Local leaders urge lawmakers to halt incinerator planLocal officials tell a Senate committee that a 3M plan to burn outside hazardous waste holds no benefit for Cottage Grove residents and would place the burden of additional pollution on a city already weary of chemical waste.
Local elected officials on Wednesday took their fight to stop proposed changes at the 3M Cottage Grove hazardous waste incinerator to the State Capitol, telling a Senate environmental committee that the company's plan bears no benefit for Cottage Grove residents and would place the burden of additional pollution on a city already weary of chemical waste.
The officials — including Cottage Grove Mayor Myron Bailey, council member Jen Peterson, Washington County Commissioner Myra Peterson, and past 3M executive and former Cottage Grove City Council member Fred Luden — were in St. Paul to support a bill introduced by Sen. Katie Sieben, DFL-Cottage Grove, that would prohibit the Minnesota Pollution Control Agency from permitting an incinerator to accept waste not produced by the facility's owner.
Wednesday evening's hearing before the Senate's Environment, Energy and Natural Resources Committee was the latest step in a yearlong battle between city and company over the 3M proposal to burn outside hazardous chemical waste at its corporate incinerator in Cottage Grove.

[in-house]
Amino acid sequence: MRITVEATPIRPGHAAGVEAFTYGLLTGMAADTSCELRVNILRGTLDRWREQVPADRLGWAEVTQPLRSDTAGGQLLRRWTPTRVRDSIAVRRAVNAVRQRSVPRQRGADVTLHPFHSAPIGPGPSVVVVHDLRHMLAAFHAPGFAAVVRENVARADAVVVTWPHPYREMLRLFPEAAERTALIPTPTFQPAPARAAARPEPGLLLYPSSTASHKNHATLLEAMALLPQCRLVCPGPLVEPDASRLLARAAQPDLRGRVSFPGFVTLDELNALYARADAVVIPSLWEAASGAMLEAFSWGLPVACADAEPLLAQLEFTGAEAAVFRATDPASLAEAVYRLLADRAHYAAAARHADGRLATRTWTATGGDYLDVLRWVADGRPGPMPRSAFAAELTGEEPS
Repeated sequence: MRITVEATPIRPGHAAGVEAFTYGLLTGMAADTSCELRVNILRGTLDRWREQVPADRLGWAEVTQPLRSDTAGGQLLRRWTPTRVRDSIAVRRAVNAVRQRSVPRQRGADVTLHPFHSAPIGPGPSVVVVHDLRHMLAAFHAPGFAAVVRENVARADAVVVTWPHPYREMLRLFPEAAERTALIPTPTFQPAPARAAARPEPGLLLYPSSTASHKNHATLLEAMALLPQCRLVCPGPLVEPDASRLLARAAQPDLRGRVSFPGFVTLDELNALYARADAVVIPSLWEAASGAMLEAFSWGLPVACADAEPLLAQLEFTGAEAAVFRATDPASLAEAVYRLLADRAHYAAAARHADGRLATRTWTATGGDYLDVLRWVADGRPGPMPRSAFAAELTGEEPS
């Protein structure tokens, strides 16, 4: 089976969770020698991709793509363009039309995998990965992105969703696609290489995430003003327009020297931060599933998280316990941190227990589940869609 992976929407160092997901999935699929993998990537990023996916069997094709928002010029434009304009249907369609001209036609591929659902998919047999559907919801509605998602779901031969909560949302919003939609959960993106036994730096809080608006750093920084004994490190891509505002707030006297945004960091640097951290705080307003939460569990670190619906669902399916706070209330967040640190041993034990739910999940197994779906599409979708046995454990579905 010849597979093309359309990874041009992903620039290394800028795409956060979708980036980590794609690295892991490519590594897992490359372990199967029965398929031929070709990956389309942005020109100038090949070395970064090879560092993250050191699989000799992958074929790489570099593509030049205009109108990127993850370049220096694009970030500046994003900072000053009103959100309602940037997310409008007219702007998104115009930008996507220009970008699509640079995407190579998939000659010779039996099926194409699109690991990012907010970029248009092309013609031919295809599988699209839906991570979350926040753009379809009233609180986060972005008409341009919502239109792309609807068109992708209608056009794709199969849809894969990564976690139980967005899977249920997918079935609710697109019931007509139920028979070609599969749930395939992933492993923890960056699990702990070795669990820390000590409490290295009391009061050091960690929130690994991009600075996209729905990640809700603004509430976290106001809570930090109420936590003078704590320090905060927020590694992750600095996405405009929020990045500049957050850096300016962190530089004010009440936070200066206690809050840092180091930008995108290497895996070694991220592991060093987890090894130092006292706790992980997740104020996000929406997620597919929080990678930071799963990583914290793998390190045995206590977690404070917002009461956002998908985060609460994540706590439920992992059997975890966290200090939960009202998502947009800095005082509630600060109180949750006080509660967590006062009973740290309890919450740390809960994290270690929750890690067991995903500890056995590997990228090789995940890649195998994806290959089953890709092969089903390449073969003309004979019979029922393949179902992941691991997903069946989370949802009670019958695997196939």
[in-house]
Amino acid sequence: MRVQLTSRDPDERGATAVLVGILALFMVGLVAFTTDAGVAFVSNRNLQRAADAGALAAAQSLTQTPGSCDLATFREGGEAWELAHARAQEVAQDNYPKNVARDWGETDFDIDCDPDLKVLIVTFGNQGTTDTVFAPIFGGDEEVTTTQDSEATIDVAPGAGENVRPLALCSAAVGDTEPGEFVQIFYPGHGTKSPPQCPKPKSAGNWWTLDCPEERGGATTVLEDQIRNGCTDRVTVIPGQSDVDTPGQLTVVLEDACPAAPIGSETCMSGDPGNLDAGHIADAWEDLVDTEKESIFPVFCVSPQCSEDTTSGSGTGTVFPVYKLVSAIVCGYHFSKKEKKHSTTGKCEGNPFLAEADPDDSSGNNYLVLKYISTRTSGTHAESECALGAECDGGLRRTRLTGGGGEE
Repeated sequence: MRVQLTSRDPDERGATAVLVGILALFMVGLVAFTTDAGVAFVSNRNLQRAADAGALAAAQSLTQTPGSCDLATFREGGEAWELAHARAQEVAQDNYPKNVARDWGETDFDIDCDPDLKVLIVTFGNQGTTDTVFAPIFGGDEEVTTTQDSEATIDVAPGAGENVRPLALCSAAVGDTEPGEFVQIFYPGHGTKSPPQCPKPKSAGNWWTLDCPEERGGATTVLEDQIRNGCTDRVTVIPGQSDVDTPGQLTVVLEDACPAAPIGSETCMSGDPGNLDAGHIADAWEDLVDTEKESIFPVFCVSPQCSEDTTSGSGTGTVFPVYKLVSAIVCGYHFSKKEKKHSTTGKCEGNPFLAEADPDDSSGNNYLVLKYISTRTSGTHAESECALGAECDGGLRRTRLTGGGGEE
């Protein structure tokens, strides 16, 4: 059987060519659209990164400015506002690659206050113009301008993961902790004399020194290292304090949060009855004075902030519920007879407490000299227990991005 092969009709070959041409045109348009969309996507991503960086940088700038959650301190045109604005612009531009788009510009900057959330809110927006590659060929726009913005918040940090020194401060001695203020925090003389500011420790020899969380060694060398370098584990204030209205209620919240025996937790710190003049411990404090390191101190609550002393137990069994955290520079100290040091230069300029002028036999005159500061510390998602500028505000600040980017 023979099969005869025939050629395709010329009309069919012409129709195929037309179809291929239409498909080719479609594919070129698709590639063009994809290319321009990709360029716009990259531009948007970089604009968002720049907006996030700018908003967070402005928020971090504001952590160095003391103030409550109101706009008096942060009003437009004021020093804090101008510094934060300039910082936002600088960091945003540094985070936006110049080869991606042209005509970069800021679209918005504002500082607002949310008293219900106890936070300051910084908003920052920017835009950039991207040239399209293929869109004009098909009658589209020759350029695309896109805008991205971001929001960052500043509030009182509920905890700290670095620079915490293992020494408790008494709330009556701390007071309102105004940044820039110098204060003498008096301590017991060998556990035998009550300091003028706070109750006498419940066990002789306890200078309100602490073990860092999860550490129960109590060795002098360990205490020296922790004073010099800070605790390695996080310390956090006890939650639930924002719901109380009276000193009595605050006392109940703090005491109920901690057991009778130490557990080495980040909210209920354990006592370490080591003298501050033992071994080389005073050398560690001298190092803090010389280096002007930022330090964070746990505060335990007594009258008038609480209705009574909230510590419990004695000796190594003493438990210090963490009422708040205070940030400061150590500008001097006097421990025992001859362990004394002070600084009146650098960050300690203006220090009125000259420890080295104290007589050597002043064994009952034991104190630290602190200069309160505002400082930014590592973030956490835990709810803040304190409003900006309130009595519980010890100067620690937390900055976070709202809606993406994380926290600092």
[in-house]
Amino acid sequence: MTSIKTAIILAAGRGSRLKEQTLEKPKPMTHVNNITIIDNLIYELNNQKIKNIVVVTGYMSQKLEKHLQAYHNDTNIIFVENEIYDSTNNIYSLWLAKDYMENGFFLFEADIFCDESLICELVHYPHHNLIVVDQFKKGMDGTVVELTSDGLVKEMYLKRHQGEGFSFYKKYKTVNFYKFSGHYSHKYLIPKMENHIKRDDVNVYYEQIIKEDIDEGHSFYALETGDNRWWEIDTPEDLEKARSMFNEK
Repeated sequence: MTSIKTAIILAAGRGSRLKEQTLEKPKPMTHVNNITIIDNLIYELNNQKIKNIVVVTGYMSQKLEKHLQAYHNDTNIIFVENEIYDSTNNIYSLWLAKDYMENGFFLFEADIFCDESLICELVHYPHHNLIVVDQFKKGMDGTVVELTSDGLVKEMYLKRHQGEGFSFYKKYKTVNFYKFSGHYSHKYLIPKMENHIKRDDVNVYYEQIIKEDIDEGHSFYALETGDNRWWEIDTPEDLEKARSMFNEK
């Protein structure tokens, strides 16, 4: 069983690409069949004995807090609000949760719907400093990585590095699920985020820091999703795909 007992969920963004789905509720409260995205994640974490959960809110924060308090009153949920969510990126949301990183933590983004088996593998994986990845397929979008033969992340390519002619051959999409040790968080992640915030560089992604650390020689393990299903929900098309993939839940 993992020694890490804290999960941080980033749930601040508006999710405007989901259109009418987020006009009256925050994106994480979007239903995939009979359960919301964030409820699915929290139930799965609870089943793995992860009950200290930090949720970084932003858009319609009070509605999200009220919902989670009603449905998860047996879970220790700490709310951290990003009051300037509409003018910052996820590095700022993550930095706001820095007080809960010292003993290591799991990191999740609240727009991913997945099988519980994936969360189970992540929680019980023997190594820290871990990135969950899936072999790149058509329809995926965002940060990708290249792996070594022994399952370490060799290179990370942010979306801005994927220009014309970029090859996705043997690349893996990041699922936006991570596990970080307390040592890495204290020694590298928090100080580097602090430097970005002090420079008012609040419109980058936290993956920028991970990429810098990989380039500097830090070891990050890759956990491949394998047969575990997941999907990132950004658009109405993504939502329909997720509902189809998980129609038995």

Officials testified that importing waste from an out-of-state provider holds no benefit to the city of Cottage Grove or the state of Minnesota. And it would introduce more pollution into a community still dealing with water tainted by 3M-manufactured chemicals.
"I understand (3M officials) have to answer to their shareholders," Bailey testified before the committee. "I have to answer to my residents."
3M Cottage Grove site director Vickie Batroot told the committee 3M was dismayed that lawmakers were considering intervening in an active re-permitting process. Further delays, she warned, could mean job losses.
The bill was introduced too late in the Legislative session to go to the floor for a vote on its own, Sieben said in an interview.
She said the hope is that the bill's language defining and prohibiting commercial incinerators in Minnesota will find its way into another, larger environmental bill.
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